Opinion writers weigh in on these health care topics and others.
Stat: A Frigid Night Puts Compassionate Care On Trial In A Crowded ED
If there were plenty of beds in the emergency department, we could attend to patients with acute medical problems and make space for those with social ones. But there aren’t. So making a compassionate decision for Mr. Green means making a risky decision for patients in the waiting room. Crowding and prolonged waits in the ED have been linked to higher inpatient mortality, longer length of stay in the hospital, increased medical errors, more harmful cardiac outcomes, and delayed treatment for pain. (Jay Baruch, 2/1)
The Hill: Public Health Programs Are Working To Address Drugs At The Border — A Wall Won’t Help
Trump has asserted that a border wall is key to solving America’s drug and overdose problems, a claim that has little basis in fact. Synthetic opioids, primarily fentanyl, are the drugs most commonly involved in overdose deaths in the United States and the main source of these drugs is China. When drugs are smuggled from Mexico, it’s usually in cars, trucks and fishing boats at legal ports of entry — something a wall would do nothing to stop. By comparison, harm reduction endeavors in Mexican border towns like Juárez and Tijuana have a long record of stopping deadly consequences of opioids and connecting people to living-saving treatment. (Marc Krupanski, 1/31)
USA Today: Vaccine Hesitancy Threatens Health As Washington Measles Outbreak Shows
It might come as a surprise that vaccine hesitancy appears on the World Health Organization’s 2019 list of the top health threats, which include HIV, pandemic influenza and antimicrobial resistance, among others. Surely, vaccine hesitancy — a voluntarily chosen human behavior — cannot be in the same category as HIV, a virus that has killed 35 million people. However, if one thinks about the full context of vaccine hesitancy and what it represents, the WHO’s inclusion of this outrageous phenomenon is completely justified. Vaccines are incontrovertibly one of the greatest achievements of mankind; they have quite literally added decades to lifespans and prevented millions of people from acquiring infections and suffering early infection-related deaths. (Amesh A. Adalja, 2/1)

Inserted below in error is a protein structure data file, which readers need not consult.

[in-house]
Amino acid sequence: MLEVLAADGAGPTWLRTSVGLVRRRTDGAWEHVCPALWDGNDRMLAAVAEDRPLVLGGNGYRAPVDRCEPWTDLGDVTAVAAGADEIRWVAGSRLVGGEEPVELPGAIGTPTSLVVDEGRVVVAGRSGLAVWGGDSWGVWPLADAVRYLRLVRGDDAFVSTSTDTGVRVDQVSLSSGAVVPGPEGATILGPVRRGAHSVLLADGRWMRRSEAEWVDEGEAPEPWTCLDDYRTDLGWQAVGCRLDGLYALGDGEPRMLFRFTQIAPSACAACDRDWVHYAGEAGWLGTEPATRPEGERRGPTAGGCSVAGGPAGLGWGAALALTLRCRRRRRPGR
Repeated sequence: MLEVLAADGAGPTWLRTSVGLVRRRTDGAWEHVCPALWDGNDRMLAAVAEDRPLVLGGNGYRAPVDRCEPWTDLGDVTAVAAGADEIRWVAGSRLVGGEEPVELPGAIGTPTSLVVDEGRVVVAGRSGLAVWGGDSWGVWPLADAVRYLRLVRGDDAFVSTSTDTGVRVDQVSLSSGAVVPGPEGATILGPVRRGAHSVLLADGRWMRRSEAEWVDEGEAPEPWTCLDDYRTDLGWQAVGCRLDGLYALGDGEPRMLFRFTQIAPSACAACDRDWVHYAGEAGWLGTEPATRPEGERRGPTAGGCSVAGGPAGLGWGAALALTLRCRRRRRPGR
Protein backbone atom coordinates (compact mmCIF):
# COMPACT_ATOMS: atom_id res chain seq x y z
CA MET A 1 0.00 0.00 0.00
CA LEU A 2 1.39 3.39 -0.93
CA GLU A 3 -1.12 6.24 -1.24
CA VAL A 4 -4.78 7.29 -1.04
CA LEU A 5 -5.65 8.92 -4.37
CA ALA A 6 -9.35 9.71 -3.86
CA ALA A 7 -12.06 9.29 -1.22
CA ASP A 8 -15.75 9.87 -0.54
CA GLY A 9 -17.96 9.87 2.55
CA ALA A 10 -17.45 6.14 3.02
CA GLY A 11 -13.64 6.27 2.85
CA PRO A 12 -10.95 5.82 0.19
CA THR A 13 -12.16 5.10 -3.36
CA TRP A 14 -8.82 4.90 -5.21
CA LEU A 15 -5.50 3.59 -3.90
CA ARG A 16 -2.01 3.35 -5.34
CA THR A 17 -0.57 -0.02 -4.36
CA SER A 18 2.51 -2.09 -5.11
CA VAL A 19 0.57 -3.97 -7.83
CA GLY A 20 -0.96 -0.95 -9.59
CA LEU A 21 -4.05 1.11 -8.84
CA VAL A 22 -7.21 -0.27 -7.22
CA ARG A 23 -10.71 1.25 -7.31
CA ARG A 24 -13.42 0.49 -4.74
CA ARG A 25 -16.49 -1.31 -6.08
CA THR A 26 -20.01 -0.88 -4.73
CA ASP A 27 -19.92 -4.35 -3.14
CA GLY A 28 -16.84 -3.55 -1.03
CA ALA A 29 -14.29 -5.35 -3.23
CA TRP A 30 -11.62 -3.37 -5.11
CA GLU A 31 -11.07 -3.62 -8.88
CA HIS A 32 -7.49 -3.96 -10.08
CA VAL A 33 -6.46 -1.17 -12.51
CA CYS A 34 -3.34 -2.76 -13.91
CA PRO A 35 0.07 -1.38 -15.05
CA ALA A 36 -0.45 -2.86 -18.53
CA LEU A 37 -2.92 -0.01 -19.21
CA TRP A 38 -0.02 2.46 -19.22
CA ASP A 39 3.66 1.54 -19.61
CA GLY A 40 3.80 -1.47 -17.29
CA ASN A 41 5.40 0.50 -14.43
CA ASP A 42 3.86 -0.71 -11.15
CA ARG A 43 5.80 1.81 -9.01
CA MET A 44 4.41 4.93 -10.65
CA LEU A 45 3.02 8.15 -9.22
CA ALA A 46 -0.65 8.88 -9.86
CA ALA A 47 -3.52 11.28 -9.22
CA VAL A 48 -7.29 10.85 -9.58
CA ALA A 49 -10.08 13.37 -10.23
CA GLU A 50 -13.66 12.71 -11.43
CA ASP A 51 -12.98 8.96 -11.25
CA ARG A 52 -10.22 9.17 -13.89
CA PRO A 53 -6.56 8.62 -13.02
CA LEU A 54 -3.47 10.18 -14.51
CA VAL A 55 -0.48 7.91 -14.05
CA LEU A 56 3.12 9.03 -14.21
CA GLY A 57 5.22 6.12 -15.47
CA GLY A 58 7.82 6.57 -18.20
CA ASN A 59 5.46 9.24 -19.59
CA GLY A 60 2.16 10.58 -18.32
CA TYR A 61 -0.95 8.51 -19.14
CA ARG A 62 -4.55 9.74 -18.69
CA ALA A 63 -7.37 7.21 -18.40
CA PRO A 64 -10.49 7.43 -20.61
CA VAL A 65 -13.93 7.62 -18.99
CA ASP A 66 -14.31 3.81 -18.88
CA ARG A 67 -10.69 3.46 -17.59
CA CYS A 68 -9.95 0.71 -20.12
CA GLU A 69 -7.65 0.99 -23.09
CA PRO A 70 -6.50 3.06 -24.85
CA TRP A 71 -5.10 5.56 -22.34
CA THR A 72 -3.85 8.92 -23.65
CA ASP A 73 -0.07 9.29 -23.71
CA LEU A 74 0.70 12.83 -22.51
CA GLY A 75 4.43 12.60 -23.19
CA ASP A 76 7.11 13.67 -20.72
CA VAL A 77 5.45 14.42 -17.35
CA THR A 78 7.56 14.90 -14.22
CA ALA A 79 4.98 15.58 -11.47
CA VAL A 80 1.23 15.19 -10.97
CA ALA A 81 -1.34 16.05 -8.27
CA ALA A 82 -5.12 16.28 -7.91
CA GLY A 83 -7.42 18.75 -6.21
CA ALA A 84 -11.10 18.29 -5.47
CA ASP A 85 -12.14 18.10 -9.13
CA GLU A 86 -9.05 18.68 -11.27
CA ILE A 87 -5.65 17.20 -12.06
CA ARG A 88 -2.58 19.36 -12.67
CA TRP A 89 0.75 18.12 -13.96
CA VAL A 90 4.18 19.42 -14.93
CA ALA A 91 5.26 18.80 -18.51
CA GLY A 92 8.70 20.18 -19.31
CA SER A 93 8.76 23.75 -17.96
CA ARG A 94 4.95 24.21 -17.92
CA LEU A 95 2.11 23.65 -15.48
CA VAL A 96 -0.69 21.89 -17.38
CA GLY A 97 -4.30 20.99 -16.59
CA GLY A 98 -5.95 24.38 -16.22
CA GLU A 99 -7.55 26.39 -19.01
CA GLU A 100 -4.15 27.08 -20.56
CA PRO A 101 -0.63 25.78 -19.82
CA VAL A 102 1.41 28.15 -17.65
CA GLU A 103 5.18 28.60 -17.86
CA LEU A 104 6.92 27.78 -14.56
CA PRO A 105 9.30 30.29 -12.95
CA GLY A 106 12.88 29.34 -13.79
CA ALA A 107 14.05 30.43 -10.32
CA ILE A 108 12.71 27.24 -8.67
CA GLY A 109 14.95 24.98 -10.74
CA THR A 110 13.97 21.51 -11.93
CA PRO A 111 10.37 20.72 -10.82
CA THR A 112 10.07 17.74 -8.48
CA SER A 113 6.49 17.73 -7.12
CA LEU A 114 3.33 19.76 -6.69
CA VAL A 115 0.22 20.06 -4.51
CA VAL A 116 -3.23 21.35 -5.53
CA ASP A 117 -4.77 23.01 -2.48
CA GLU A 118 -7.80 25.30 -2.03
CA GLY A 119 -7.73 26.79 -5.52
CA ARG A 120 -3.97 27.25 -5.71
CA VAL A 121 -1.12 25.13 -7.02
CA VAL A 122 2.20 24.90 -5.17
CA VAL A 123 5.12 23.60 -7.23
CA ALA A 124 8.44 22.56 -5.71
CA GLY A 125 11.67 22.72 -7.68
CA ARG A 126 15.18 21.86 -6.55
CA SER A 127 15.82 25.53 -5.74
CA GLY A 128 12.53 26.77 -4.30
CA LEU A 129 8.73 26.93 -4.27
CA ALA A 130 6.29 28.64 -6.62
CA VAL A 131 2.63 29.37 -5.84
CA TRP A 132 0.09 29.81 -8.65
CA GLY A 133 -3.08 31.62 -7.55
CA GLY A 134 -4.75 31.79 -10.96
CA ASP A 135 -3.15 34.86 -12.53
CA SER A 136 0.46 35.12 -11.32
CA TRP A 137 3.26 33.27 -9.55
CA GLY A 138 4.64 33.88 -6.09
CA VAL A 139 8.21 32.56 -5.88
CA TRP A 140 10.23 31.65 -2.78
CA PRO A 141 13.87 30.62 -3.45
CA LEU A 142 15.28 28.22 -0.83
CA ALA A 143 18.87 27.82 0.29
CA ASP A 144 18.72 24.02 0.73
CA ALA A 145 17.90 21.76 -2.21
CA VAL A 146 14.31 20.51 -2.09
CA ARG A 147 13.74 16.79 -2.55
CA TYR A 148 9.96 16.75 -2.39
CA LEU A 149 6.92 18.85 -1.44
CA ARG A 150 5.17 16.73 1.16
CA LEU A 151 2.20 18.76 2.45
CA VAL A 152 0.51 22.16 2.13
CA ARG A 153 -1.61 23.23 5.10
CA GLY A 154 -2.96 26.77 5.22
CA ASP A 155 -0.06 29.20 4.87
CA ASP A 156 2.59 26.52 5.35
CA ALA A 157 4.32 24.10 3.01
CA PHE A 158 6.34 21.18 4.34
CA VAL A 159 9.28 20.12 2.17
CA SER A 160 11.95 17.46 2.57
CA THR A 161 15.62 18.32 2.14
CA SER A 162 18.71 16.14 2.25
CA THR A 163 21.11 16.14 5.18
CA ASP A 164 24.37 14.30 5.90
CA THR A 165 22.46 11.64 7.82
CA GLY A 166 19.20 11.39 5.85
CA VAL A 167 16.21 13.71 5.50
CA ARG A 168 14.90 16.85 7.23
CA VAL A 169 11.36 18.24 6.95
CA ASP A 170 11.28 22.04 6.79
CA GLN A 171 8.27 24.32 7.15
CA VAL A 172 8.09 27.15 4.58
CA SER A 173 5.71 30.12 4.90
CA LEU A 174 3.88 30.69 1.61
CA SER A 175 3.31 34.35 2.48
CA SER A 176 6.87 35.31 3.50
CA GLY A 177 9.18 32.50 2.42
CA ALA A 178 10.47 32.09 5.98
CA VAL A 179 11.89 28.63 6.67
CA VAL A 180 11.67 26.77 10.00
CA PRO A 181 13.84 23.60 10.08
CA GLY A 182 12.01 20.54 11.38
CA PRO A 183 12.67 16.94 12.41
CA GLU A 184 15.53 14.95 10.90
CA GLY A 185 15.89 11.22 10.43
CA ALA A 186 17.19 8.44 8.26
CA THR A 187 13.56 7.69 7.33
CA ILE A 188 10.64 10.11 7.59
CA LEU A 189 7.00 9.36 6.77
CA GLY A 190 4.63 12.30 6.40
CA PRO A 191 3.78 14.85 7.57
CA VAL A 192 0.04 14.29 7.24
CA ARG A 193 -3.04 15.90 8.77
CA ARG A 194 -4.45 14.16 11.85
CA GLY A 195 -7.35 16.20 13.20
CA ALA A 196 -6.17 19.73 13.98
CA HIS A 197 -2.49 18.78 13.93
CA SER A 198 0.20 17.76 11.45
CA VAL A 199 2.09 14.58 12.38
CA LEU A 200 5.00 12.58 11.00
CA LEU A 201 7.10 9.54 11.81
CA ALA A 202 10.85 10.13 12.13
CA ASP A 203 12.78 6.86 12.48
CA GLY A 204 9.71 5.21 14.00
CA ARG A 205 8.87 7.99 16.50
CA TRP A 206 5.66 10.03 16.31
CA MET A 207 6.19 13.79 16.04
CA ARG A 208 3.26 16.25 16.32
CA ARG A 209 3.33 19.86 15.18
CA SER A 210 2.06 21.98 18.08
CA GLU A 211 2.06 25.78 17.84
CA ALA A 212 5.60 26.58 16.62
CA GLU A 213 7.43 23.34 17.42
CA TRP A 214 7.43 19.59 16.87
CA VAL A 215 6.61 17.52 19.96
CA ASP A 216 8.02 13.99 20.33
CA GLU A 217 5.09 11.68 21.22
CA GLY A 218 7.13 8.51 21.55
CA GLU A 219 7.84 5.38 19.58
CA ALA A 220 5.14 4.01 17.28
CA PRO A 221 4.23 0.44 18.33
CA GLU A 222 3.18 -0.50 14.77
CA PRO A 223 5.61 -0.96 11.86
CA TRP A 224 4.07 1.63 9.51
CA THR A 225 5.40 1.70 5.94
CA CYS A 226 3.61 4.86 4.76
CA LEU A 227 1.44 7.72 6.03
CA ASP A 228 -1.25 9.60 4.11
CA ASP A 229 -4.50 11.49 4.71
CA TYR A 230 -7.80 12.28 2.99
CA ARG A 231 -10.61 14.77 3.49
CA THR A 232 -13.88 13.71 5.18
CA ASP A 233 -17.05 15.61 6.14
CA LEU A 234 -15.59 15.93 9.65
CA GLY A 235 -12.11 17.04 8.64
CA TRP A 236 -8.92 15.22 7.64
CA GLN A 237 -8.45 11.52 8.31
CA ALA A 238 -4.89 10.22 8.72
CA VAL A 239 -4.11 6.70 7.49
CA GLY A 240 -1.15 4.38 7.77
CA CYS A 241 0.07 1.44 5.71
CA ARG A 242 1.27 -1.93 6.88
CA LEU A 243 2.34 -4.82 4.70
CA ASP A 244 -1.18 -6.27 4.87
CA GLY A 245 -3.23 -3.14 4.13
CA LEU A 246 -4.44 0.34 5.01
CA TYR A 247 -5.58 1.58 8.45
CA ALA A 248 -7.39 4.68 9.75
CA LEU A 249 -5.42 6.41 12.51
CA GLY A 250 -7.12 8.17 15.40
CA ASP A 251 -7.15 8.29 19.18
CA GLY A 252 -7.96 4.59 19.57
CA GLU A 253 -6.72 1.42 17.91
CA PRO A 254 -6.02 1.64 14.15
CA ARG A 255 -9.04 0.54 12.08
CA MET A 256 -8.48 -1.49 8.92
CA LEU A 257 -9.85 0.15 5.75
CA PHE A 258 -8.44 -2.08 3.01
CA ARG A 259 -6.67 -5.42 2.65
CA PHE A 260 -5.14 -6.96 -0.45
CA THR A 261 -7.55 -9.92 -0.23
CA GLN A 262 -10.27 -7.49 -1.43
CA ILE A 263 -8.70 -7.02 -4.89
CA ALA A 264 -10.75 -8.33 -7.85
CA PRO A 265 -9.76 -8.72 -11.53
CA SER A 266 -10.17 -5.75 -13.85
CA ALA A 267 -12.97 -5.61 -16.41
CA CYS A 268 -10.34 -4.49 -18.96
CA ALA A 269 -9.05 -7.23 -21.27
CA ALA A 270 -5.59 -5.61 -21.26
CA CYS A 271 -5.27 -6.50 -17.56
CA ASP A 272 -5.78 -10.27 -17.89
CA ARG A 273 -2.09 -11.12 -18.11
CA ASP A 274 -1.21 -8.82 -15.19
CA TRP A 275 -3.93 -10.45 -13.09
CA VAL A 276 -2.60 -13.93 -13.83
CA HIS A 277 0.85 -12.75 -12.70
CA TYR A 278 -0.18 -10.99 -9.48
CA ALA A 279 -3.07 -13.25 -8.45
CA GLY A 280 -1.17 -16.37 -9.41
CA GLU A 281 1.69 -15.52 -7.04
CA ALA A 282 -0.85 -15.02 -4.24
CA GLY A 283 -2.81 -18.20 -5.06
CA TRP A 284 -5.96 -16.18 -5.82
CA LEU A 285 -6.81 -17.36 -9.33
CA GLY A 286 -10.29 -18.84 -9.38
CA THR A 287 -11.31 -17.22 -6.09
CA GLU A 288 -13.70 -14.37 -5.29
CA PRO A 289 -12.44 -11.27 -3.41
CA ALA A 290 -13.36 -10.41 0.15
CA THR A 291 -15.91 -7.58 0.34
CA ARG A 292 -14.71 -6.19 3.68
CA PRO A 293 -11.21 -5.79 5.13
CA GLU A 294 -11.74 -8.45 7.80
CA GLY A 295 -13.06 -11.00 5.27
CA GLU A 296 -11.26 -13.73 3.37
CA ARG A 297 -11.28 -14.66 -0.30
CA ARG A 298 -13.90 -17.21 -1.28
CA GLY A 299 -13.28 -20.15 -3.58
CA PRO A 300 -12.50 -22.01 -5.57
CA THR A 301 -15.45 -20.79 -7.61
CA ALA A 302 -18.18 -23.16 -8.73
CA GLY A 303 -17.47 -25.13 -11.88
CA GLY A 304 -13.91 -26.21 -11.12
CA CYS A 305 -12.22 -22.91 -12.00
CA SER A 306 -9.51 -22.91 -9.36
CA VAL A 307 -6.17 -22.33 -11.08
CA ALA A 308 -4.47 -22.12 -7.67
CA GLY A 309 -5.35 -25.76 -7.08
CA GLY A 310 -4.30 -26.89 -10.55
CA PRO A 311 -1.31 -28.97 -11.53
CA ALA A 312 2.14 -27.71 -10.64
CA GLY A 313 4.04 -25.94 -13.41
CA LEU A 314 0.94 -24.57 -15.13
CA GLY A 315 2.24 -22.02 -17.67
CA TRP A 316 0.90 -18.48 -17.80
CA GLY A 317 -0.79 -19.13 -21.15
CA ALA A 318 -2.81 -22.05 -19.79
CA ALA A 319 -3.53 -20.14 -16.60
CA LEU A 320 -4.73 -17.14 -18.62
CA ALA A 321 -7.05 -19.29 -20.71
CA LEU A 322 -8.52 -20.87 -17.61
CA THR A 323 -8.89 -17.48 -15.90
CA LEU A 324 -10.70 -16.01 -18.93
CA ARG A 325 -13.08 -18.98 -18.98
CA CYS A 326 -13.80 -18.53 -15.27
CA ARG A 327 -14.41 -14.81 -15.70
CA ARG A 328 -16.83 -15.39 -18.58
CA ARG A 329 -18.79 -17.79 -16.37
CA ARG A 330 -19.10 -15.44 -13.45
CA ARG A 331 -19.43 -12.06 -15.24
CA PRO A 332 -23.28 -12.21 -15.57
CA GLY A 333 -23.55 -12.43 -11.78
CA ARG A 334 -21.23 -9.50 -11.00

San Francisco Chronicle: Time Is Now For Talk About Vaccinations
Anti-vaccination propagandists also tend to rely on people’s fears about government intervention, which is why it’s important for them to hear accurate information from people with whom they have something in common, like a religious community. …Will this be enough to save us from the next disease outbreak? Who knows. (Caille Millner, 1/31)
The Washington Post: You Can’t Have It All — Even With Medicare-For-All
Sen. Kamala D. Harris (D-Calif.), a freshly minted presidential candidate, sketched an appealing picture of Medicare-for-all at a CNN town hall on Monday. Yes, she said, the plan would require doing away with insurance companies. But, she argued, who would miss them? “Who of us has not had that situation where you’ve got to wait for approval and the doctor says, ‘Well, I don’t know if your insurance company is going to cover this’? Let’s eliminate all of that, let’s move on.”
The Hill: Medicare Star Ratings Perpetuate Health Disparities